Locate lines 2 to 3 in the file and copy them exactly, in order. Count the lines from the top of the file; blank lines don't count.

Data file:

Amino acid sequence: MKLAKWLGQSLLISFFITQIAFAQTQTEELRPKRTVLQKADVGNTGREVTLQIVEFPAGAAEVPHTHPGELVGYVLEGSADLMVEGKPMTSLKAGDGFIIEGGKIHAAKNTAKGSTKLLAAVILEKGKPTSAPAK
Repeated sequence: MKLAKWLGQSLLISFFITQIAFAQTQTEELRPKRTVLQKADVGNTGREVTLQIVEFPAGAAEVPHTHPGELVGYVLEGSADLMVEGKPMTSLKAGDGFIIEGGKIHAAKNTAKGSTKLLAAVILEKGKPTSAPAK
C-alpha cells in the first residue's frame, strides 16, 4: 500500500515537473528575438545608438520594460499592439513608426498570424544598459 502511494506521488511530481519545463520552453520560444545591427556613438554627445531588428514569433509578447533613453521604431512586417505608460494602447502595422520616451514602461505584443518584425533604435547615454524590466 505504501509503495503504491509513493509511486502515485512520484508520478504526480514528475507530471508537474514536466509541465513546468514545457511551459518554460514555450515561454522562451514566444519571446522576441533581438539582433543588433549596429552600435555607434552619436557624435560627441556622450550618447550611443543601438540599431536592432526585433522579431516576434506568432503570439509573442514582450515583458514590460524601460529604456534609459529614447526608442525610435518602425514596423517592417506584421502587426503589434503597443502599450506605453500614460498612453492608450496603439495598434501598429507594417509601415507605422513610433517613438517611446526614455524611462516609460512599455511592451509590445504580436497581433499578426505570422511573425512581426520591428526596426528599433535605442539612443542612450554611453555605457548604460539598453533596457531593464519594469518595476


Repeated sequence: MKLAKWLGQSLLISFFITQIAFAQTQTEELRPKRTVLQKADVGNTGREVTLQIVEFPAGAAEVPHTHPGELVGYVLEGSADLMVEGKPMTSLKAGDGFIIEGGKIHAAKNTAKGSTKLLAAVILEKGKPTSAPAK
C-alpha cells in the first residue's frame, strides 16, 4: 500500500515537473528575438545608438520594460499592439513608426498570424544598459 502511494506521488511530481519545463520552453520560444545591427556613438554627445531588428514569433509578447533613453521604431512586417505608460494602447502595422520616451514602461505584443518584425533604435547615454524590466 505504501509503495503504491509513493509511486502515485512520484508520478504526480514528475507530471508537474514536466509541465513546468514545457511551459518554460514555450515561454522562451514566444519571446522576441533581438539582433543588433549596429552600435555607434552619436557624435560627441556622450550618447550611443543601438540599431536592432526585433522579431516576434506568432503570439509573442514582450515583458514590460524601460529604456534609459529614447526608442525610435518602425514596423517592417506584421502587426503589434503597443502599450506605453500614460498612453492608450496603439495598434501598429507594417509601415507605422513610433517613438517611446526614455524611462516609460512599455511592451509590445504580436497581433499578426505570422511573425512581426520591428526596426528599433535605442539612443542612450554611453555605457548604460539598453533596457531593464519594469518595476